Fabian Demicoli

No postponement of eco-contribution


As
the parliamentary discussion on the bill introducing the eco-contribution (also
known by those opposed to it as eco-tax) enters its final two days, government
and its partners at the Malta Council for Economic and Social Development find
themselves at logger-heads.

There can be no postponement of the
introduction of this bill, minister George Pullicino told The Malta Independent
on Sunday in a wide-ranging interview yesterday.

He aimed to clear up the
air after a comment made by the Prime Minister at the end of a tour of roads
outside Mdina in searing sun on Friday. Questioned by Super One’s Julia
Farrugia, Dr Gonzi said it would not be the end of the world if the new tax
comes into effect on 15 August instead of 1 August, but not if the
implementation of the measure is delayed until the new year.

This led to
the secretary general of the General Workers Union Tony Zarb calling the Prime
Minister’s attitude “disgusting”.

In a joint statement issued yesterday,
the representatives of the constituted bodies and the trade unions, in a rare
show of unity, condemned the way government has been taking its decisions in
this regard without any consultation with the social partners.

The
representatives of the Chamber of Commerce, the Federation of Industries, MHRA,
Malta Employers Association, GWU, UHM, and CMTU all expressed sadness that MCESD
is serving as a camouflage instead of being a serious and structured forum where
consultations and constructive discussions can be held in the national
interest.

The organisations thus asked for an urgent MCESD meeting, with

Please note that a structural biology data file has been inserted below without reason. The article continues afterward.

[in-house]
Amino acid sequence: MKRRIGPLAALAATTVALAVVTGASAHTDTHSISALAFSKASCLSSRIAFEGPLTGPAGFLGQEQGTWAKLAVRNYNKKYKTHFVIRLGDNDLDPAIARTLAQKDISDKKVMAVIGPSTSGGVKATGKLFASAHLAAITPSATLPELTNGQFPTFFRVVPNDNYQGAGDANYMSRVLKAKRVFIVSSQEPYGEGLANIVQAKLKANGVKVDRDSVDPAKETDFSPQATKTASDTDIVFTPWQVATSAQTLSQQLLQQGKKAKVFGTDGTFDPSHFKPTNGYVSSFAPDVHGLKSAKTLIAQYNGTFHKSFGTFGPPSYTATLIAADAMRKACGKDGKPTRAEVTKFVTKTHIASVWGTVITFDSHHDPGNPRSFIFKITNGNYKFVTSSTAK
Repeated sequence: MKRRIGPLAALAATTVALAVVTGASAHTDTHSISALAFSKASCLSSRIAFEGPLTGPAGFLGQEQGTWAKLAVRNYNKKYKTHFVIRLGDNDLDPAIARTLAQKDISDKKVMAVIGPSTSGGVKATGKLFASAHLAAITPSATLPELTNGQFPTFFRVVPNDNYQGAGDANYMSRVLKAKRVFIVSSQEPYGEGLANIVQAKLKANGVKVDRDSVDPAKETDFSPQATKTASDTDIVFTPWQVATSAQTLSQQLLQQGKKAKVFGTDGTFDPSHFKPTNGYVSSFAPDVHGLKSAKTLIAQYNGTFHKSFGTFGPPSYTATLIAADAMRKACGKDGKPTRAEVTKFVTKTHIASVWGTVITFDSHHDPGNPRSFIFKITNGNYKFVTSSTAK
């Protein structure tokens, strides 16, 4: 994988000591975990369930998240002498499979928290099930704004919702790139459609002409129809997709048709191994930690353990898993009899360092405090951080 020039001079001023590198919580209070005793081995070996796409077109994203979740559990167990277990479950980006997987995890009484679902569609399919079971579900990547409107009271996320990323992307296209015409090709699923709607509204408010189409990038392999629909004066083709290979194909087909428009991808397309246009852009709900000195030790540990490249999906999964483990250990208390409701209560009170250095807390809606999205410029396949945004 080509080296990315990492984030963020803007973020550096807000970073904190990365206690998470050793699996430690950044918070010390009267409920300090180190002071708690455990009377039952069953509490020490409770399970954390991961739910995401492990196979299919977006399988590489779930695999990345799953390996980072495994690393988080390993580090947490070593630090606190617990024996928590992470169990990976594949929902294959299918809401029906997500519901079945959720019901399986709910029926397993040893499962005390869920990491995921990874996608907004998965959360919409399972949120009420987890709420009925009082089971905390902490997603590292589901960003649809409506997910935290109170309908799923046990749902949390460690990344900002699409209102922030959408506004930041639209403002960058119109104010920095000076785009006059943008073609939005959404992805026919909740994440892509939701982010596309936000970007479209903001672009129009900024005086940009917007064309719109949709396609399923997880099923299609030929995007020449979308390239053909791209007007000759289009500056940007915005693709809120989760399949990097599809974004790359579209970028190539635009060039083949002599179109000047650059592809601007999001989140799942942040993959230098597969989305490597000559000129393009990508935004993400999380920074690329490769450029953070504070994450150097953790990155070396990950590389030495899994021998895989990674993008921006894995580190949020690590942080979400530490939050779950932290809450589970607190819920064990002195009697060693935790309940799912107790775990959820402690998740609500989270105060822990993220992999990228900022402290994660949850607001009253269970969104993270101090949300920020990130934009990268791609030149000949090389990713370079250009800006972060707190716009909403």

the Prime Minister present, “to establish clear and concrete procedures to
ensure that consultation does not become a frivolous word but a
reality.”

Mr Pullicino’s plan is that the bill, which was passed by the
House at the second reading on Friday night, will go to a full discussion at
committee stage tomorrow, both morning and evening and on Tuesday, and should be
voted in by Tuesday night.

As regards the implementation of the bill,
government was never tied to 1 August as the date of its inception, as there are
still some administrative and technical issues to solve. But the law has to be
passed and waste management cannot be delayed, he said.

There is some
flexibility from the government side, he added, but this is not open-ended. A
number of meetings with constituted bodies are also being held to iron out
needed clarifications.

Mr Pullicino, both in Parliament and in the
interview, hotly denied that no consultations have been taking place.

The process leading to this bill, he said, began in June last year and
it had taken so much time because of long discussions with the bottlers who, in
the end, could not come to an agreement.

Speaking in the House on Monday,
Mr Pullicino said that discussions had also been held with the Chamber of
Commerce and GRTU.

If the discussions had been prolonged, and the
introduction of the eco-contribution had been postponed, it would have slid to
next year, when it had already been announced in last year’s Budget Speech as a
measure to be put in place this year.

With important discussions being on
the cards with MCESD in the coming months, this also seems to be an important
signal sent by government to MCESD: that government accepts the need for
discussion but will not allow discussions to become of the round robin variety,
with no conclusion in sight. Government figures have already spoken about how,
with regard to the pension debate, people in government feel they have been led
up the garden path by the social partners and this delay obtained nothing except
further discussions and further delays.

Speaking in Parliament on Friday,
Mr Pullicino complained that people like Charles Buhagiar criticised government
for not doing anything except set up committees to do something, but then when
government was about to do something the same people told government to set up
committees!

Danish models